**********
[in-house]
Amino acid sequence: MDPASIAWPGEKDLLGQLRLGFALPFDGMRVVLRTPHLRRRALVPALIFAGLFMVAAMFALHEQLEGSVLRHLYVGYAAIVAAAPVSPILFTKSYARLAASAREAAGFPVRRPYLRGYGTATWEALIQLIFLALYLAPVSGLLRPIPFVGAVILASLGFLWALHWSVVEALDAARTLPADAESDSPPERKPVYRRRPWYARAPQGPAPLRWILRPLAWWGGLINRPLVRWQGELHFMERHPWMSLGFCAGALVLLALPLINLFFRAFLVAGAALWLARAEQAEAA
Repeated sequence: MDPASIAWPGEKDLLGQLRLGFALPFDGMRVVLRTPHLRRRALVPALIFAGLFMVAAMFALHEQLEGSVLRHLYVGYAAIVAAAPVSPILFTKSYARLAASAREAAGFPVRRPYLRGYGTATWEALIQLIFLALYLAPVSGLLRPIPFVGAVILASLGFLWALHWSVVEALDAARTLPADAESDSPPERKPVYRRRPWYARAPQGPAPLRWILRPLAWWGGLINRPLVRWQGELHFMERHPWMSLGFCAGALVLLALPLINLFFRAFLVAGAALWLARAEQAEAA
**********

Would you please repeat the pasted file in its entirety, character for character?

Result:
[in-house]
Amino acid sequence: MDPASIAWPGEKDLLGQLRLGFALPFDGMRVVLRTPHLRRRALVPALIFAGLFMVAAMFALHEQLEGSVLRHLYVGYAAIVAAAPVSPILFTKSYARLAASAREAAGFPVRRPYLRGYGTATWEALIQLIFLALYLAPVSGLLRPIPFVGAVILASLGFLWALHWSVVEALDAARTLPADAESDSPPERKPVYRRRPWYARAPQGPAPLRWILRPLAWWGGLINRPLVRWQGELHFMERHPWMSLGFCAGALVLLALPLINLFFRAFLVAGAALWLARAEQAEAA
Repeated sequence: MDPASIAWPGEKDLLGQLRLGFALPFDGMRVVLRTPHLRRRALVPALIFAGLFMVAAMFALHEQLEGSVLRHLYVGYAAIVAAAPVSPILFTKSYARLAASAREAAGFPVRRPYLRGYGTATWEALIQLIFLALYLAPVSGLLRPIPFVGAVILASLGFLWALHWSVVEALDAARTLPADAESDSPPERKPVYRRRPWYARAPQGPAPLRWILRPLAWWGGLINRPLVRWQGELHFMERHPWMSLGFCAGALVLLALPLINLFFRAFLVAGAALWLARAEQAEAA